The effectiveness of school-based family asthma educational programs on the quality of life and number of asthma exacerbations of children aged five to 18 years diagnosed with asthma: a systematic review protocol

Helen Walter, Fatema Sadeque-Iqbal, Rose Ulysse, Doreen Castillo, Aileen Fitzpatrick, Joanne Singleton
JBI Database of Systematic Reviews and Implementation Reports 2015, 13 (10): 69-81

REVIEW OBJECTIVE: The objective of this review is to identify the best available quantitative evidence related to the effectiveness of school-based family asthma educational programs on the quality of life and number of asthma exacerbations of children aged five to18 years with a diagnosis of asthma.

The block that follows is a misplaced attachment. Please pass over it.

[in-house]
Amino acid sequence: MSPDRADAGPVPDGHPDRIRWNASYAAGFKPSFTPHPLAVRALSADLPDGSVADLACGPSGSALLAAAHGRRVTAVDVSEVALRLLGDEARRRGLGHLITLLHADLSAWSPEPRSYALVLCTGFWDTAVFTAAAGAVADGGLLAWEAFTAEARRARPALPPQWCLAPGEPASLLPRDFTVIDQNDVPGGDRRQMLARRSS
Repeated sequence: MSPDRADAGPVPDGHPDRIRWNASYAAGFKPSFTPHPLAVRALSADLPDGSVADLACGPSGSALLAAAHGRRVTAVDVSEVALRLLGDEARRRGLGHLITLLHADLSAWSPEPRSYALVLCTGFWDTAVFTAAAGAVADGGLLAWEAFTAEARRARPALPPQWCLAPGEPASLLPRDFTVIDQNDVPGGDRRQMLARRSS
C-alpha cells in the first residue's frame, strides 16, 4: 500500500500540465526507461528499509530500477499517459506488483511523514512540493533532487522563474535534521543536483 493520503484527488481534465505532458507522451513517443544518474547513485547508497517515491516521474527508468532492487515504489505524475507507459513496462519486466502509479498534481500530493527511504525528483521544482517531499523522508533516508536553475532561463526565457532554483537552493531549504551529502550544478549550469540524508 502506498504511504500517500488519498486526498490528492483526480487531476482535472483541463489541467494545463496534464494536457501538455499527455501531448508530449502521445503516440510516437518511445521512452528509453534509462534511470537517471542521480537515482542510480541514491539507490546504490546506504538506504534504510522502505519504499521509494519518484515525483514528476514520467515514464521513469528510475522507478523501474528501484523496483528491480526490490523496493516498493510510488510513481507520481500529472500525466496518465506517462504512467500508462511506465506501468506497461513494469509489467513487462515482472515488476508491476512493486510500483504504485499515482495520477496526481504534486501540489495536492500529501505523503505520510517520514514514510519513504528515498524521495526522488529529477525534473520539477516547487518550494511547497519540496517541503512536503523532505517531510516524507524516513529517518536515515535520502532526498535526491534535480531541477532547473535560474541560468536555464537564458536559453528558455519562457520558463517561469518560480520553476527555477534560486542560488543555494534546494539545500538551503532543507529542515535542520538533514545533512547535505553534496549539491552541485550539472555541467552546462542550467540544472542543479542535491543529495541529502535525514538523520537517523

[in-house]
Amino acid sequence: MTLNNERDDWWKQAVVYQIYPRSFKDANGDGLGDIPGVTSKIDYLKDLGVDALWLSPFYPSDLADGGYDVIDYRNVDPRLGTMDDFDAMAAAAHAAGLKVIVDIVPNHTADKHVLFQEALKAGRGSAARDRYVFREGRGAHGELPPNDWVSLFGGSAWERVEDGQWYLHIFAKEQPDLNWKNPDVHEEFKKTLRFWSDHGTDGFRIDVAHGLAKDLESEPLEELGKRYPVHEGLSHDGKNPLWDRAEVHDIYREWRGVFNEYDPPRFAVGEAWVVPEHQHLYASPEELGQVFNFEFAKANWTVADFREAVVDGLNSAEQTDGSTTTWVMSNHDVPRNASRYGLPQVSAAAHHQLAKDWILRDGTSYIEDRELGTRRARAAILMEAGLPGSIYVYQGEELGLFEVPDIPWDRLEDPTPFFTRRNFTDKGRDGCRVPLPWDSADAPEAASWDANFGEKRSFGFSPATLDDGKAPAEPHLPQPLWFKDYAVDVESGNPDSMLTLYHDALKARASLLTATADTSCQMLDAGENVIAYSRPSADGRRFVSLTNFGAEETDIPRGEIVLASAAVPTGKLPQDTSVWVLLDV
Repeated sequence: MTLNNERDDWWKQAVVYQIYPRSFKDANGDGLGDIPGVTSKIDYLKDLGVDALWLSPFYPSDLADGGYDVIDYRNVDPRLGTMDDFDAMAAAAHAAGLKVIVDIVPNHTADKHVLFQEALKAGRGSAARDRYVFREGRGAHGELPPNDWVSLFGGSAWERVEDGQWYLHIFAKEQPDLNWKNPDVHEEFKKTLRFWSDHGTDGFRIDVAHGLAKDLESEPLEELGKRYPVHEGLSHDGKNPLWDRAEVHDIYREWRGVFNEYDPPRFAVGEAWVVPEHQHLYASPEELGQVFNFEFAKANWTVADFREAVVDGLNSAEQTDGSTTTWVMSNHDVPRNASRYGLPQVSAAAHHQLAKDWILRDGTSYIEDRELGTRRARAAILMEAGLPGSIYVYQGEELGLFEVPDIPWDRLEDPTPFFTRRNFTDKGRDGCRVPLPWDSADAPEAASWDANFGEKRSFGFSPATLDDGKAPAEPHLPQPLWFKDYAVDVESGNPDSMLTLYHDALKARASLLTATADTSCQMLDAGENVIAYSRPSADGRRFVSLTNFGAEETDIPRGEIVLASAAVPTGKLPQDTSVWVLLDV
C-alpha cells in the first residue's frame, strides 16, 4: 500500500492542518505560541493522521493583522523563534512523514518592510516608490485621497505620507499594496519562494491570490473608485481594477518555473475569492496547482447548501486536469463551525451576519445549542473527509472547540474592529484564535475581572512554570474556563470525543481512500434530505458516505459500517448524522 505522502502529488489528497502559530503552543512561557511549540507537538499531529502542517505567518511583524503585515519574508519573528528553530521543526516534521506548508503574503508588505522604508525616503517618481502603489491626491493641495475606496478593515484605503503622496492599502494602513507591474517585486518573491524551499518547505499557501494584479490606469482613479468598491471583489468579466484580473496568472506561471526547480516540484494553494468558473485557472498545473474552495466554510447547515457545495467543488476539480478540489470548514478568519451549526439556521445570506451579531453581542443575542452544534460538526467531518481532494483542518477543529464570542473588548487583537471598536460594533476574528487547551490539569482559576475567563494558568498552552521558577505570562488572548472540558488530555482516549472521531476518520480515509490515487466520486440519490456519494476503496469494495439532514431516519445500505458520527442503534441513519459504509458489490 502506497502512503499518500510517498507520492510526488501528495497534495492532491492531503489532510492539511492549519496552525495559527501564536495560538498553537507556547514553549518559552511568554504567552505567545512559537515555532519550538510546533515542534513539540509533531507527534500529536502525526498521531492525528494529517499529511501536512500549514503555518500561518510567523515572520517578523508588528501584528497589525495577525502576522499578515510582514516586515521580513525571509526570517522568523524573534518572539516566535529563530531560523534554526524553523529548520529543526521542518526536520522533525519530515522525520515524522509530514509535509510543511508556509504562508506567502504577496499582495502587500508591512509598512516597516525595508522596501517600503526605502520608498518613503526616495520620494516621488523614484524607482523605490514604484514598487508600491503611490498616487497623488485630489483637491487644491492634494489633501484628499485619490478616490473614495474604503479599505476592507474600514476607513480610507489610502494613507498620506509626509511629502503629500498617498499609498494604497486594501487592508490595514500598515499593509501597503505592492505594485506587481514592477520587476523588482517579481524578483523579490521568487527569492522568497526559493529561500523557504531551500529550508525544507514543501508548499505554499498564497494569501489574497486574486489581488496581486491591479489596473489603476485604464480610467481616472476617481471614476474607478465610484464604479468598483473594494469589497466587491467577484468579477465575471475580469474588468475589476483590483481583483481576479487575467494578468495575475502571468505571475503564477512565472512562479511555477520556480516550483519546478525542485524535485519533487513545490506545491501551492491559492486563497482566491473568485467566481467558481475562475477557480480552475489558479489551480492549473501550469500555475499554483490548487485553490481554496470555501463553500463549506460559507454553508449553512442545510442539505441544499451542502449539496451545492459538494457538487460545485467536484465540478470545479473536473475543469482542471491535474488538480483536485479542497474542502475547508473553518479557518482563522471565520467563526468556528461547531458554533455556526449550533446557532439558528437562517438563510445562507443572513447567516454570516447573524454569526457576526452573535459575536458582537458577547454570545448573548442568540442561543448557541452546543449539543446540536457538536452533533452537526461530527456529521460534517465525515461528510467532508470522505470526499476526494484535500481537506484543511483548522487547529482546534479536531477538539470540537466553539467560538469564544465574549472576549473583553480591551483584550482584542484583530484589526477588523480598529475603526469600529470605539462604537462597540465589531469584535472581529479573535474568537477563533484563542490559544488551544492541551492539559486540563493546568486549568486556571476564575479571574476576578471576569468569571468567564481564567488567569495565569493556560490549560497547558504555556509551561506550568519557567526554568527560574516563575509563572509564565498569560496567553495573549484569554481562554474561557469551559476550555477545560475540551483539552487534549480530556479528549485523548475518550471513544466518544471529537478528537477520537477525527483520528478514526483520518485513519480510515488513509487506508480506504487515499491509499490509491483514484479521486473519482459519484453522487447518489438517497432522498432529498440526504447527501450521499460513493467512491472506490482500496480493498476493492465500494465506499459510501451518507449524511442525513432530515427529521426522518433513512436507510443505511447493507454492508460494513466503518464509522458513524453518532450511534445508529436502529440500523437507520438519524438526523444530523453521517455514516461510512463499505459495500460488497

BACKGROUND: Asthma is a serious public health issue globally and nationally. The World Health Organization (WHO) Global Asthma Report 2014 estimates that 334 million people worldwide currently suffer from asthma. In the United States, asthma currently affects about 25 million people. Although asthma can occur at any age, it most often begins early in life, and is the most common non-communicable disease among children. Approximately 14% of the world's children have asthma. In the United States, 7.1 million children have asthma. Globally, the burden of asthma, measured by disability and premature death, is greatest in children approaching adolescence (ages 10-14). Asthma is also a serious economic concern in primary health care worldwide. In the United States, the estimated total cost of asthma to society was US$56 billion in 2007, or US$3259 per person. In 2008 asthma caused 10.5 million missed days from school and 14.2 missed days from work for caregivers. The estimated total cost of loss of productivity resulting from missed school or work days is US$3.8 billion per year, and premature death US$2.1 billion per year. Globally, asthma ranks 14 in terms of disability adjusted life years (DALYs), which are the number of years lost to ill health, disability or death attributed to asthma. According to a 2011 European study, the estimated total cost of asthma was €19.3 billion among people aged 15 to 64 years. A study conducted in the Asia-Pacific region reported that the direct and indirect costs of asthma per person ranged from US$184 in Vietnam to US$1189in Hong Kong in 2000. A Canadian study showed that C$184 loss of productivity during one week was attributed to asthma in 2012. In Australia, AU$655 million was spent on asthma for 2008-09.Asthma is a chronic respiratory disease that affects millions of people of all ethnicities, ages and genders worldwide. The pathophysiology of asthma is multifaceted, and is characterized by restriction of airflow into and out of the lungs, airway inflammation with increased mucus production, and bronchial hyper-reactivity caused by exposure to environmental irritants and chemicals, often referred to as triggers, which in some cases are modifiable. Asthma triggers include respiratory infections, weather changes, stress, excitement, exercise and other physical activities, allergic hypersensitivity reactions, food additives, animal dander, dust mites, cockroaches, outdoor and indoor pollutants, certain medications and cigarette smoke. Asthma is characterized by recurrent, episodic, reversible symptoms often referred to as asthma exacerbations, or asthma attacks. Asthma symptoms include coughing, shortness of breath, chest tightness and wheezing that most frequently occur at night or in the early morning. Asthma symptoms vary in severity and frequency in affected individuals, and can occur several times a day or week. Asthma symptoms may be mild, moderate, or severe, and are classified according to presenting symptoms and quantitative measurements of lung function using a peak expiratory flow meter (PEF), or of forced expiratory volume in one second (FEV1). Asthma symptoms can be so severe that, if left untreated, death can occur.Exacerbations of asthma symptoms often result in school and work absenteeism, activity intolerance and emergency hospital visits for asthma. Nocturnal asthma exacerbations frequently cause sleeplessness, which may result in daytime fatigue. Asthma symptoms can interfere and disrupt activities of daily life, and can have an unfavorable impact on the quality of life for people with the disease, including children and their caregivers. For this review, quality of life represents how well the asthmatic child is able to manage symptoms of the disease and lead a normal healthy life. Caregiver refers to the primary person who takes care of a child with asthma. Family refers to the caregiver and the child.According to the United States Centers for Disease Control and Prevention (CDC), epidemiologists and clinical researchers concur that the burden of asthma is higher among children compared to adults. Asthma prevalence in children varies within and across countries. Asthma disparities also exist along ethnic and racial lines. The International Study of Asthma and Allergies in Childhood (ISAAC) quantified the prevalence of asthma symptoms of children from around the world. In the United States, non-Hispanic Black and Puerto Rican children have higher asthma prevalence compared to Caucasian children. Children from the Ivory Coast, Costa Rica and Wales have higher asthma prevalence compared to children from Kenya, Brazil and England respectively. Indigenous Australians, Aboriginal and Torres Strait Islander Australian children have a higher prevalence of asthma compared to non-Indigenous Australian children. The international prevalence of asthma prompted governments and communities to create initiatives and strategies to address this public health issue.The global burden of asthma led to the development of the Global Initiative for Asthma (GINA). Formed in 1993, in collaboration with theNational Heart, Lung, and Blood Institute, National Institutes of Health, United States of America and the WHO, GINA's goals include working with healthcare providers and public health officials worldwide to reduce asthma prevalence, morbidity and mortality. In an effort to increase public awareness of the global burden of asthma, GINA created World Asthma Day, which is held annually on the first Tuesday in May. The burden of asthma in the United States fostered the creation of the National Asthma Education and Prevention Program (NAEPP). This program is designed to raise awareness about asthma and the major public health concern it poses to society. In addition to conducting asthma prevention activities, NAEPP collaborates with other stakeholders to develop asthma educational programs for minority populations who are disproportionately affected by asthma. The program believes that adequate control of asthma, through modern treatment and educational programs, can be reinforced by the development of partnerships with caregivers, schools and healthcare providers. The NAEPP Expert Panel Report 3, Guidelines for the Diagnosis and Management of Asthma (EPR-3), has a provision that specifies that asthma education programs for children should include their caregivers. Caregivers' involvement is crucial for achieving the goals of asthma management in children, which supports the interest of GINA and NAEPP to include caregivers in school-based asthma education programs for children. The guidelines recommend education for asthma management should occur at all points of care, including schools. According to the EPR-3, schools are ideal locations to facilitate asthma education programs because they provide access to large numbers of children in an environment in which they are accustomed to learning. The long term effects of these approaches are improved healthcare practices, reduced mortality and morbidity, and reduced costs of asthma care.Although there is no cure for asthma, research evidence has demonstrated that asthma symptoms can be well-controlled with the appropriate medications, adherence to treatment, avoidance of asthma triggers, and education about disease management. Research studies that have investigated the effectiveness of school-based asthma education programs that have included caregivers have demonstrated beneficial effects of these programs on the quality of life and disease management of children with asthma, versus no school-based family asthma education programs.A randomized controlled trial (RCT) conducted by Clark et al. that included 835 children and their parents examined the effects of comprehensive school-based asthma education programs on symptoms, grades and school absences, and parents' asthma management practices. The interventions consisted of six components for children, their parents, classmates and school personnel. One of the six components included "Open Airways for Schools" disease management training for children, which also included handouts and homework for the parents. One of the five interventions for the parents included school fairs with asthma care questions and answers sessions to discuss the frequency and type of asthma symptoms of their children. Results of this study demonstrated that 24 months post intervention, children from the intervention groups had better disease management, which included improved control of daytime and nighttime symptoms, and reduced absences from school and work related to asthma exacerbations, compared to the children from the control group.In another study, Bruzzese et al. conducted a pilot RCT that included 24 families. Each family consisted of an asthmatic child and a caregiver. The study examined the effects of a two-month, school-based asthma education program. The interventions consisted of six interactive 75-minute group sessions for students, held once a week for six weeks, and five 90-minute group sessions for caregivers, held once a week. The student sessions were led by a developmental psychologist, and one of the lesson topics included prevention and management of asthma. The group sessions for caregivers were led by a clinical psychologist, and one of the lesson topics included asthma self-management of their children. The interventions resulted in positive short term changes in family relations and an overall improved health status for the children. (ABSTRACT TRUNCATED)